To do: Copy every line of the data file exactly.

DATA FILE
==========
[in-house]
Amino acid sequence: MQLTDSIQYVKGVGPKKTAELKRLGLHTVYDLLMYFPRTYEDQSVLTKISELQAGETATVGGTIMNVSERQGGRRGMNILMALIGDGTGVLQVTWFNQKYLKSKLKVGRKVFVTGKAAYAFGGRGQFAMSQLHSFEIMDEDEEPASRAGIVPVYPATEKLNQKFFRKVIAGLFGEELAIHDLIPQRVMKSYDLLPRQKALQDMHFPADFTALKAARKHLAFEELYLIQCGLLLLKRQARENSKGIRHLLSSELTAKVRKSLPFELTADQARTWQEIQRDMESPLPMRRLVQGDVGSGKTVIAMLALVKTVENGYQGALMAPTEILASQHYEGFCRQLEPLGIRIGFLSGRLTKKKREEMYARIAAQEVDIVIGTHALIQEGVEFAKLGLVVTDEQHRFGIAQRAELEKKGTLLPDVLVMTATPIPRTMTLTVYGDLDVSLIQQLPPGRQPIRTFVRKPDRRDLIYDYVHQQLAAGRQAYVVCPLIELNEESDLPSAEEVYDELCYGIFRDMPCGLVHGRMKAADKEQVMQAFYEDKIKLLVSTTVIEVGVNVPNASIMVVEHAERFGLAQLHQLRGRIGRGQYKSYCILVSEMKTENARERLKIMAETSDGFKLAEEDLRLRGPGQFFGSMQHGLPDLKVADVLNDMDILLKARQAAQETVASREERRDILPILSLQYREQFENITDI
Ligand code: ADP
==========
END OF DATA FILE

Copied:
[in-house]
Amino acid sequence: MQLTDSIQYVKGVGPKKTAELKRLGLHTVYDLLMYFPRTYEDQSVLTKISELQAGETATVGGTIMNVSERQGGRRGMNILMALIGDGTGVLQVTWFNQKYLKSKLKVGRKVFVTGKAAYAFGGRGQFAMSQLHSFEIMDEDEEPASRAGIVPVYPATEKLNQKFFRKVIAGLFGEELAIHDLIPQRVMKSYDLLPRQKALQDMHFPADFTALKAARKHLAFEELYLIQCGLLLLKRQARENSKGIRHLLSSELTAKVRKSLPFELTADQARTWQEIQRDMESPLPMRRLVQGDVGSGKTVIAMLALVKTVENGYQGALMAPTEILASQHYEGFCRQLEPLGIRIGFLSGRLTKKKREEMYARIAAQEVDIVIGTHALIQEGVEFAKLGLVVTDEQHRFGIAQRAELEKKGTLLPDVLVMTATPIPRTMTLTVYGDLDVSLIQQLPPGRQPIRTFVRKPDRRDLIYDYVHQQLAAGRQAYVVCPLIELNEESDLPSAEEVYDELCYGIFRDMPCGLVHGRMKAADKEQVMQAFYEDKIKLLVSTTVIEVGVNVPNASIMVVEHAERFGLAQLHQLRGRIGRGQYKSYCILVSEMKTENARERLKIMAETSDGFKLAEEDLRLRGPGQFFGSMQHGLPDLKVADVLNDMDILLKARQAAQETVASREERRDILPILSLQYREQFENITDI
Ligand code: ADP